Platelet factor 4 is produced by subsets of myeloid cells in premetastatic lung and inhibits tumor metastasis
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Jiang Jian1,2,*, Yanli Pang1,3,*, H. Hannah Yan1, Yongfen Min4, Bhagelu R. Achyut1,5, M. Christine Hollander1, P. Charles Lin4, Xinhua Liang2, Li Yang1
1Laboratory of Cancer Biology and Genetics, National Cancer Institute, NIH, Bethesda, MD, USA
2Department of Oral and Maxillofacial Surgery, State Key Laboratory of Oral Diseases, West China Hospital of Stomatology, Sichuan University, Chengdu, Sichuan, P. R. China
3Current address: Department of Obstetrics and Gynecology, Center for Reproductive Medicine, Peking University Third Hospital, Beijing, P. R. China
4Cancer and Inflammation Program, Center for Cancer Research, National Cancer Institute, NIH, Frederick, MD, USA
5Tumor Angiogenesis Laboratory, Cancer Center, Georgia Regents University, Augusta, GA, USA
*These authors contributed equally to this work
Li Yang, email: firstname.lastname@example.org
Xinhua Liang, email: email@example.com
Keywords: PF4, metastasis, myeloid cells, premetastatic lung
Received: January 15, 2016 Accepted: May 01, 2016 Published: May 19, 2016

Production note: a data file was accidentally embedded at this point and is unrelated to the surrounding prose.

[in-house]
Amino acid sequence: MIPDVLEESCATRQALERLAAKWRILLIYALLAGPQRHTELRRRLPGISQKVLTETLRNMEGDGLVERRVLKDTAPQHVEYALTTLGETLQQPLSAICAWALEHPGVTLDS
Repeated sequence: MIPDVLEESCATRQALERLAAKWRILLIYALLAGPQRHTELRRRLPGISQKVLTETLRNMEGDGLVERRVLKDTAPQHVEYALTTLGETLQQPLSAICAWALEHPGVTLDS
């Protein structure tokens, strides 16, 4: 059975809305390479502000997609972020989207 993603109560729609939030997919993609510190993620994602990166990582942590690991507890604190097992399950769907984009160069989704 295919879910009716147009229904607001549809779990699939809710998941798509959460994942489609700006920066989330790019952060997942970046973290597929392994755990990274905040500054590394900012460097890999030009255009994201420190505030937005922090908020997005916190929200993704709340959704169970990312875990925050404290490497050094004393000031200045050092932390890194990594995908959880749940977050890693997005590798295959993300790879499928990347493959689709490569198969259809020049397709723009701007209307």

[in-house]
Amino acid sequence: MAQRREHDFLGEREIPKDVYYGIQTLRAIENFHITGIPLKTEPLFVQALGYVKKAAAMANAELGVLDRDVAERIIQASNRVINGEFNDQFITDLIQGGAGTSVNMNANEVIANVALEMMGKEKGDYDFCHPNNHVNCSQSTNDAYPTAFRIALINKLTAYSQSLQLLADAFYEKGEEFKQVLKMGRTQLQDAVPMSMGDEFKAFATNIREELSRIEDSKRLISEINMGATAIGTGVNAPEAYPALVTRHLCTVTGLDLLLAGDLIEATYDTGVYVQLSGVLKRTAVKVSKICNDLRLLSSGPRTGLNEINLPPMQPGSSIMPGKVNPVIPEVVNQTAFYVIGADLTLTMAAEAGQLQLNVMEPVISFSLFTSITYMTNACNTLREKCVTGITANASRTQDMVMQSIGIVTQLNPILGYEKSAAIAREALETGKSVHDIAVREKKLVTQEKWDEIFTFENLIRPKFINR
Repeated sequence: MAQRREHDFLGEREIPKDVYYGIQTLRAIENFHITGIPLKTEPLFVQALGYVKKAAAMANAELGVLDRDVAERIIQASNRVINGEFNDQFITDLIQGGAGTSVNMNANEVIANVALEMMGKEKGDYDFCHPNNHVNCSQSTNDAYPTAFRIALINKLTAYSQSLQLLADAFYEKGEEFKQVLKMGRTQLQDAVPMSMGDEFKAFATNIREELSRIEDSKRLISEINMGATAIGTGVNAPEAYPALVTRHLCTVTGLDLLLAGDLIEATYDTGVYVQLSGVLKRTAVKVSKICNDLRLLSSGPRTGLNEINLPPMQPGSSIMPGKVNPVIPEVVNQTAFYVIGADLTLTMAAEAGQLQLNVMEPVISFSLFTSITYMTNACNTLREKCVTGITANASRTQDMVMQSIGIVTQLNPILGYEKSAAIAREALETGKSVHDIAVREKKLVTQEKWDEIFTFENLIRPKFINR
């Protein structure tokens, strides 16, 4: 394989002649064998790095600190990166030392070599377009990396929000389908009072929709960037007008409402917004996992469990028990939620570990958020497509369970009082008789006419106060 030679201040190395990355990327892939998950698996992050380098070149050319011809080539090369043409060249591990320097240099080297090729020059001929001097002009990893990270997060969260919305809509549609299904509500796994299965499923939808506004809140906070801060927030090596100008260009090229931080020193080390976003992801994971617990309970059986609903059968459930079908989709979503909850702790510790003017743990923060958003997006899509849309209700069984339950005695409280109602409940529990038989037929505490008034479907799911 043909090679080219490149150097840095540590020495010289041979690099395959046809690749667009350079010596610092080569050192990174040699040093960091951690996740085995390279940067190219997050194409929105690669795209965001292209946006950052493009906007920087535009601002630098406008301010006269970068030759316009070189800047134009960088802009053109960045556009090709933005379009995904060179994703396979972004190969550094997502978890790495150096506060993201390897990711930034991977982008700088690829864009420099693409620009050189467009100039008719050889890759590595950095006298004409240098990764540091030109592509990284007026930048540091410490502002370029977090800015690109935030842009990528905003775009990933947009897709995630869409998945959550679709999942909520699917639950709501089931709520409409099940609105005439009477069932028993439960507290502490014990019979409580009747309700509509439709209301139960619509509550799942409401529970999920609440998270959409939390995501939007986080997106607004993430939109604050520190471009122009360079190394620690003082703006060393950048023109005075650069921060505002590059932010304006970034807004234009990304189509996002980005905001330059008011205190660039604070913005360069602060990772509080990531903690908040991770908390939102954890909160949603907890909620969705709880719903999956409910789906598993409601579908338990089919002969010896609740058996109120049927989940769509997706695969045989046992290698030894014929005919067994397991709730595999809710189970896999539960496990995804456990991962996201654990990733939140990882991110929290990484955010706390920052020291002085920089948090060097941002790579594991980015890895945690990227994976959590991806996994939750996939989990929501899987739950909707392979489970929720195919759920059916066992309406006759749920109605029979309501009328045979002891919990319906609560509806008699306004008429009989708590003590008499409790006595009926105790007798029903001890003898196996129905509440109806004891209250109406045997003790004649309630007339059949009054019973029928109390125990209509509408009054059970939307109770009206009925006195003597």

Bone marrow-derived myeloid cells can form a premetastatic niche and provide a tumor–promoting microenvironment. However, subsets of myeloid cells have also been reported to have anti-tumor properties. It is not clear whether there is a transition between anti- and pro- tumor function of these myeloid cells, and if so, what are the underlying molecular mechanisms. Here we report platelet factor 4 (PF4), or CXCL4, but not the other family members CXCL9, 10, and 11, was produced at higher levels in the normal lung and early stage premetastatic lungs but decreased in later stage lungs. PF4 was mostly produced by Ly6G+CD11b+ myeloid cell subset. Although the number of Ly6G+CD11b+ cells was increased in the premetastatic lungs, the expression level of PF4 in these cells was decreased during the metastatic progression. Deletion of PF4 (PF4 knockout or KO mice) led an increased metastasis suggesting an inhibitory function of PF4. There were two underlying mechanisms: decreased blood vessel integrity in the premetastatic lungs and increased production of hematopoietic stem/progenitor cells (HSCs) and myeloid derived suppressor cells (MDSCs) in tumor-bearing PF4 KO mice. In cancer patients, PF4 expression levels were negatively correlated with tumor stage and positively correlated with patient survival. Our studies suggest that PF4 is a critical anti-tumor factor in the premetastatic site. Our finding of PF4 function in the tumor host provides new insight to the mechanistic understanding of tumor metastasis.
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